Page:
High school graduate Jeremey Samson is looking forward to burying his head under the covers and sleeping until it’s time to leave for college. Then a tornado named Emmet Washington enters his life. The double major in math and computer science is handsome, forward, wicked smart, interested in dating Jeremey—and he’s autistic.
But Jeremey doesn’t judge him for that. He’s too busy judging himself, as are his parents, who don’t believe in things like clinical depression. When his untreated illness reaches a critical breaking point, Emmet is the white knight who rescues him and brings him along as a roommate to The Roosevelt, a quirky new assisted living facility nearby.
As Jeremey finds his feet at The Roosevelt, Emmet slowly begins to believe he can be loved for the man he is behind the autism. But before he can trust enough to fall head over heels, he must trust his own conviction that friendship is a healing force, and love can overcome any obstacle.
Warning: Contains characters obsessed with trains and counting, positive representations of autism and mental illness, a very dark moment, and Elwood Blues.
Are you ready to read Heidi Cullinan's best work to date? Are you ready to read something so special that you will have to devour it in one sitting? Are you ready to read something so captivating that it will broaden your scope of what M/M can be?
This is my 11th book by Heidi and the first one that I've given 5 stars. That should tell you something.
I have a thing for atypical MCs. Give me a well-written book with a main character that is left from center, and I'm all in. I've read many books with characters that have all sorts of disabilities, ranging from blindness/deafness (I Can See For Miles) to below average intelligence (Muscling Through), to physical differences (All Strings Attached) and beyond. Some of my absolute favorite books have MCs that are different in some way (Forget Me Not, Truth in the Dark, The Mating of Michael).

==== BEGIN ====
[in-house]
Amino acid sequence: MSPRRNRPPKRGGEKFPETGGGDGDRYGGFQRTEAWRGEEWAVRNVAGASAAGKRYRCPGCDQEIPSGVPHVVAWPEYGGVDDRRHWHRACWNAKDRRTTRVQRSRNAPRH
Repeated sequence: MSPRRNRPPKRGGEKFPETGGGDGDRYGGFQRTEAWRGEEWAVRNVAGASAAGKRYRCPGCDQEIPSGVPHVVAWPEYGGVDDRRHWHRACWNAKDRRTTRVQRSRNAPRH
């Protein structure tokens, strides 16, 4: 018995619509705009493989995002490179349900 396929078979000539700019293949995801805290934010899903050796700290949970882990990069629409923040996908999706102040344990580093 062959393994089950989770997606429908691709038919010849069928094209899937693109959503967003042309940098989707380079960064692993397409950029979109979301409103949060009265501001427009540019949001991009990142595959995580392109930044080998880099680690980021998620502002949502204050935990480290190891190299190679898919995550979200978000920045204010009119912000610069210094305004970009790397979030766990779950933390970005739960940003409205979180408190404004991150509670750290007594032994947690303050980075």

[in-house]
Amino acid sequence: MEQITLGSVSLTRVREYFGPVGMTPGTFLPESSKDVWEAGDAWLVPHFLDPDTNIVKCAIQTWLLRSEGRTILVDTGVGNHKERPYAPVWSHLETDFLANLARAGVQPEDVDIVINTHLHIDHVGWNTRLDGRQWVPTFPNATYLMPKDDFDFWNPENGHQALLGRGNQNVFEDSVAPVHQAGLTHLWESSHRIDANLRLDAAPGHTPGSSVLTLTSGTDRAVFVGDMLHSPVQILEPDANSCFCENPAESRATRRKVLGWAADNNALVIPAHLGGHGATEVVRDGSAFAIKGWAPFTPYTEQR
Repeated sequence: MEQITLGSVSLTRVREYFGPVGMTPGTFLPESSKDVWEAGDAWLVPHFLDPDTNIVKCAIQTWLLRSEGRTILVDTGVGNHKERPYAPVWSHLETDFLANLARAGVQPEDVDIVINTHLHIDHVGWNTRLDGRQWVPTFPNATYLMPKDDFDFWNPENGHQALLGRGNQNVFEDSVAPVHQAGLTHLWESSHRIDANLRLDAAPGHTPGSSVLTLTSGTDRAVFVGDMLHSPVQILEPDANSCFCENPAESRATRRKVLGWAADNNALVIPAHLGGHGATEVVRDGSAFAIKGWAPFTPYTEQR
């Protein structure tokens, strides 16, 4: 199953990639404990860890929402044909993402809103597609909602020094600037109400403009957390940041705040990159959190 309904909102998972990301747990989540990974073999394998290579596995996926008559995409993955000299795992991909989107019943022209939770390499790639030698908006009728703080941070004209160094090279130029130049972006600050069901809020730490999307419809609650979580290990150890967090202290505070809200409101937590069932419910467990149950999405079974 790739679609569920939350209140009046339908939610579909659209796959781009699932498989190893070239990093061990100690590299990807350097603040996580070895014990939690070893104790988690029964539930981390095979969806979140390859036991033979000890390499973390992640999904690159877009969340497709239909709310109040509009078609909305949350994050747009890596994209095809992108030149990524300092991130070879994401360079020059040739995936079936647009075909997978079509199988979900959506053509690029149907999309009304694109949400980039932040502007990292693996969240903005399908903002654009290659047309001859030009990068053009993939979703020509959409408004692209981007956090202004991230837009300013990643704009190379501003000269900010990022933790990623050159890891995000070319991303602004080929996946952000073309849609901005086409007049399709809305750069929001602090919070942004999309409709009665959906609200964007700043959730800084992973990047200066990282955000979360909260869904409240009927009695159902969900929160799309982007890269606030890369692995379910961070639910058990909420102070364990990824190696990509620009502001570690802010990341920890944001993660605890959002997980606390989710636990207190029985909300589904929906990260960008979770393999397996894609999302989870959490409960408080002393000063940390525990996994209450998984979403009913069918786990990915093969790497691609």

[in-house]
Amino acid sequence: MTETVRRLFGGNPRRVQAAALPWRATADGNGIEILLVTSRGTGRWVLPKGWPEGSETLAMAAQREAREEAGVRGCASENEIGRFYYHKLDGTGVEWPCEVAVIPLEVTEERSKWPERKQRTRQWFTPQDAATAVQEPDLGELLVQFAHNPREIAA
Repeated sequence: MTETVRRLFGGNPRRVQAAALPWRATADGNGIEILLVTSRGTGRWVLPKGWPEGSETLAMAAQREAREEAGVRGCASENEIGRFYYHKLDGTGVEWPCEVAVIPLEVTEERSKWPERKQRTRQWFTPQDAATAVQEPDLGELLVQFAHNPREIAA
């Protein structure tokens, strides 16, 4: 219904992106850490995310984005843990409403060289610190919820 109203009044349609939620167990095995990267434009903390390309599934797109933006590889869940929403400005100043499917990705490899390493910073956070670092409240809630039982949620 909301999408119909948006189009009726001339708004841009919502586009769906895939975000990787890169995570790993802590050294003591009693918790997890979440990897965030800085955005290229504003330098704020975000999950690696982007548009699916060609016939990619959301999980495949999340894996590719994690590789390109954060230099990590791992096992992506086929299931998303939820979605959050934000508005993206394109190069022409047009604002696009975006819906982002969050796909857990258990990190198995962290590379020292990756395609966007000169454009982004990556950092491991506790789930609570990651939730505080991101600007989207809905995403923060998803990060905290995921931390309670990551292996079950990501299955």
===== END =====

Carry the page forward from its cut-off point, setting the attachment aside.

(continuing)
Carry the Ocean ranks up there with my all-time favorite books.
With not just one, but two MCs that are off the mean (a term I learned from this book), the story had the potential to be disasterish. It could have been uncomfortable, felt forced, or too dark for me to enjoy. Instead, Heidi struck the perfect balance between serious and light, respectful and fun, truthful and relatable. It was everything I wanted and more.
I started this book at 10 pm, and I didn't put it down until 1:30 am. I was completely captivated by Jeremey (extra e) and Emmet. I loved the alternating POV and how it gave me great insight to each of them and their particular struggles. I felt CONNECTED to them, and I felt like a part of their relationship.
These boys do not have it easy. I would caution readers who struggle with their own issues, either with depression or anxiety or an autism spectrum disorder, to think carefully before starting this book. It is intense and might strike some readers close to home. But everything that these boys are fighting for, a taste of an independent life and a happily ever after for people who don't necessarily expect to get those things, makes the journey SO worth it. Even through the serious and scary moments, this book made me feel hopeful.
I loved this book simply for the romance, but also for the insight it gave me into the lives of those who struggle every day with things that I take for granted. It was a wonderful, special reading experience, and I think something Heidi Cullinan will be remember for.
**Copy provided by the publisher in exchange for an honest review**
Enjoy reading, everyone!